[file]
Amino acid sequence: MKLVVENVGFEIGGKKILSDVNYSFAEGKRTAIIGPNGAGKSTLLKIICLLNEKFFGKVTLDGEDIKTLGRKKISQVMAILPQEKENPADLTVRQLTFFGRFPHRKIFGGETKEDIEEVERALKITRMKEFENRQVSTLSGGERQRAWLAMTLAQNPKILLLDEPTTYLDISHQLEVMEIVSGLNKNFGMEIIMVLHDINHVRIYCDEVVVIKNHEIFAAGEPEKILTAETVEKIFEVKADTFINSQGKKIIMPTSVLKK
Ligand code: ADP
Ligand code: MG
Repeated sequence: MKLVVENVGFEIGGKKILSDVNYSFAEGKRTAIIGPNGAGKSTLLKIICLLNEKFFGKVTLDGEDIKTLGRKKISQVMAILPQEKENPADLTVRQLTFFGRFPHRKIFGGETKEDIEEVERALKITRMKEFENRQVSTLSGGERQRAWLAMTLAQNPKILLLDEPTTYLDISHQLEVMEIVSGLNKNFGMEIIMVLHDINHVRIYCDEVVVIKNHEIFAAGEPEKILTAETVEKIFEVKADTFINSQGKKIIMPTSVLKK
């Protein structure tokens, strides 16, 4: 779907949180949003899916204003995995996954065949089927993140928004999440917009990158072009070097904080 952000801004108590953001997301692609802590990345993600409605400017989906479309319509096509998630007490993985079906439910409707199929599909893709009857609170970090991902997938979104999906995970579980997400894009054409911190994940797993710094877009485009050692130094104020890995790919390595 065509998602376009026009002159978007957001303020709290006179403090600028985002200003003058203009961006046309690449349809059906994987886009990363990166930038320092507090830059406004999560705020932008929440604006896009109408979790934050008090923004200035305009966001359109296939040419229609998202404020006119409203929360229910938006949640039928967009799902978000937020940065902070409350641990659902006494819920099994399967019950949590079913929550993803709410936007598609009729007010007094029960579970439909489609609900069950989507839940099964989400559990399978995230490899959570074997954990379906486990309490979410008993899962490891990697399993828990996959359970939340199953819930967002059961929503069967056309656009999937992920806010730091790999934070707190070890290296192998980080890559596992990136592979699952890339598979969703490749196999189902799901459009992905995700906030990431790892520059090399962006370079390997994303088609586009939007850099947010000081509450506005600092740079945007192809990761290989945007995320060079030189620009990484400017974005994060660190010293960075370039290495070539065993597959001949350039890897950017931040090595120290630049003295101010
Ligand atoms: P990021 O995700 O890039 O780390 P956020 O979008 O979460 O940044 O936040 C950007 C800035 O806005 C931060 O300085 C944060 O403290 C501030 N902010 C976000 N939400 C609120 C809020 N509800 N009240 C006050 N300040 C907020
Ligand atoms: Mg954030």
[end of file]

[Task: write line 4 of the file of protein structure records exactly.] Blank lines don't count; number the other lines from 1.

Repeated sequence: MKLVVENVGFEIGGKKILSDVNYSFAEGKRTAIIGPNGAGKSTLLKIICLLNEKFFGKVTLDGEDIKTLGRKKISQVMAILPQEKENPADLTVRQLTFFGRFPHRKIFGGETKEDIEEVERALKITRMKEFENRQVSTLSGGERQRAWLAMTLAQNPKILLLDEPTTYLDISHQLEVMEIVSGLNKNFGMEIIMVLHDINHVRIYCDEVVVIKNHEIFAAGEPEKILTAETVEKIFEVKADTFINSQGKKIIMPTSVLKK